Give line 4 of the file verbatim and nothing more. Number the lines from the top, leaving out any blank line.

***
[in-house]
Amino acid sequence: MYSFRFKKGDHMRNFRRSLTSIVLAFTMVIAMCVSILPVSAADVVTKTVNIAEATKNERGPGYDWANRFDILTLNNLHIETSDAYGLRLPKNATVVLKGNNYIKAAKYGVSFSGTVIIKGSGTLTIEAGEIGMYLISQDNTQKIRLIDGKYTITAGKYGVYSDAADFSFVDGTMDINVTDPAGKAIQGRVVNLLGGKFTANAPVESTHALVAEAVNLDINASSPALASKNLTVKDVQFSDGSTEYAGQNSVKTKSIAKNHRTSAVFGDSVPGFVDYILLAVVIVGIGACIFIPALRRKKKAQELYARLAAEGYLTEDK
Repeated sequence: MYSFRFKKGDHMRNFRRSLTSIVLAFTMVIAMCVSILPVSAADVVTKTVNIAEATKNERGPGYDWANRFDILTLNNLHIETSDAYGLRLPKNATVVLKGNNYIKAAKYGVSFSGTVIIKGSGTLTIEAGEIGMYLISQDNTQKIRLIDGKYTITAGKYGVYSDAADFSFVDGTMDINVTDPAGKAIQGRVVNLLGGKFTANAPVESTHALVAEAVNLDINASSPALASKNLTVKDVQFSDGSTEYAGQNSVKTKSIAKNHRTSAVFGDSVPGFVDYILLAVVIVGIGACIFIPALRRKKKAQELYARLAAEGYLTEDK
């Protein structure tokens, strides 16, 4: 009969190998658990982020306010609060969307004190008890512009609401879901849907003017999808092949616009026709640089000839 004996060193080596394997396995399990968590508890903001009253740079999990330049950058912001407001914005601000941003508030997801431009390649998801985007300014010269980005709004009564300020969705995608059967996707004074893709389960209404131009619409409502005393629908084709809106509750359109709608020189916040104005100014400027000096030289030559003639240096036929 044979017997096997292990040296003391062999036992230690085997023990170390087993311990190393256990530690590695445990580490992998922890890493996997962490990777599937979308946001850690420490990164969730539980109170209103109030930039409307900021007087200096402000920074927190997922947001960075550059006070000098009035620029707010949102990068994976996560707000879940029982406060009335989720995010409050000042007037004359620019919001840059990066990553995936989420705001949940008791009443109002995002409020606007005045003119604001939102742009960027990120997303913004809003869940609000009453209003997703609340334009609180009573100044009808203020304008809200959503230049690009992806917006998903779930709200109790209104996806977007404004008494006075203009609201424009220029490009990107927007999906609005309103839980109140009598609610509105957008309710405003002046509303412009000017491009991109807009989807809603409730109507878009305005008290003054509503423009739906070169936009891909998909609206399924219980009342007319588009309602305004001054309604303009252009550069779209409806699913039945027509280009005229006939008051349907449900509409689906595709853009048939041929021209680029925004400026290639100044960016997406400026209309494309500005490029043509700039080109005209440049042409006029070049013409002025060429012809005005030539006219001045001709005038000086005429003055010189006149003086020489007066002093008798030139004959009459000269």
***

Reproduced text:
């Protein structure tokens, strides 16, 4: 009969190998658990982020306010609060969307004190008890512009609401879901849907003017999808092949616009026709640089000839 004996060193080596394997396995399990968590508890903001009253740079999990330049950058912001407001914005601000941003508030997801431009390649998801985007300014010269980005709004009564300020969705995608059967996707004074893709389960209404131009619409409502005393629908084709809106509750359109709608020189916040104005100014400027000096030289030559003639240096036929 044979017997096997292990040296003391062999036992230690085997023990170390087993311990190393256990530690590695445990580490992998922890890493996997962490990777599937979308946001850690420490990164969730539980109170209103109030930039409307900021007087200096402000920074927190997922947001960075550059006070000098009035620029707010949102990068994976996560707000879940029982406060009335989720995010409050000042007037004359620019919001840059990066990553995936989420705001949940008791009443109002995002409020606007005045003119604001939102742009960027990120997303913004809003869940609000009453209003997703609340334009609180009573100044009808203020304008809200959503230049690009992806917006998903779930709200109790209104996806977007404004008494006075203009609201424009220029490009990107927007999906609005309103839980109140009598609610509105957008309710405003002046509303412009000017491009991109807009989807809603409730109507878009305005008290003054509503423009739906070169936009891909998909609206399924219980009342007319588009309602305004001054309604303009252009550069779209409806699913039945027509280009005229006939008051349907449900509409689906595709853009048939041929021209680029925004400026290639100044960016997406400026209309494309500005490029043509700039080109005209440049042409006029070049013409002025060429012809005005030539006219001045001709005038000086005429003055010189006149003086020489007066002093008798030139004959009459000269």